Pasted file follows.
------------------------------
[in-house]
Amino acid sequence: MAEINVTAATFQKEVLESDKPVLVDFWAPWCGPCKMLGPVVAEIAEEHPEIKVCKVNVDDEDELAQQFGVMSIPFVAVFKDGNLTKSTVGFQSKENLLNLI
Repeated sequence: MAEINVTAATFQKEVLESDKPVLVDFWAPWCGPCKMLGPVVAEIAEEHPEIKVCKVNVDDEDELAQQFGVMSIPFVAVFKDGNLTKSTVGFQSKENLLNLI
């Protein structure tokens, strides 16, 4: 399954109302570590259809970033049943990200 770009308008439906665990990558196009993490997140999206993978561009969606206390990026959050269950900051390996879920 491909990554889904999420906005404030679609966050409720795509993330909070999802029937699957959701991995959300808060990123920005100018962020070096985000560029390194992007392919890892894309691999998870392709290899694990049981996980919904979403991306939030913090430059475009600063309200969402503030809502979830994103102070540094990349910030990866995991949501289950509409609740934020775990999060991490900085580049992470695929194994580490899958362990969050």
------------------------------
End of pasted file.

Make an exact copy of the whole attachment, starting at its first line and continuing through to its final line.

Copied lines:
[in-house]
Amino acid sequence: MAEINVTAATFQKEVLESDKPVLVDFWAPWCGPCKMLGPVVAEIAEEHPEIKVCKVNVDDEDELAQQFGVMSIPFVAVFKDGNLTKSTVGFQSKENLLNLI
Repeated sequence: MAEINVTAATFQKEVLESDKPVLVDFWAPWCGPCKMLGPVVAEIAEEHPEIKVCKVNVDDEDELAQQFGVMSIPFVAVFKDGNLTKSTVGFQSKENLLNLI
């Protein structure tokens, strides 16, 4: 399954109302570590259809970033049943990200 770009308008439906665990990558196009993490997140999206993978561009969606206390990026959050269950900051390996879920 491909990554889904999420906005404030679609966050409720795509993330909070999802029937699957959701991995959300808060990123920005100018962020070096985000560029390194992007392919890892894309691999998870392709290899694990049981996980919904979403991306939030913090430059475009600063309200969402503030809502979830994103102070540094990349910030990866995991949501289950509409609740934020775990999060991490900085580049992470695929194994580490899958362990969050």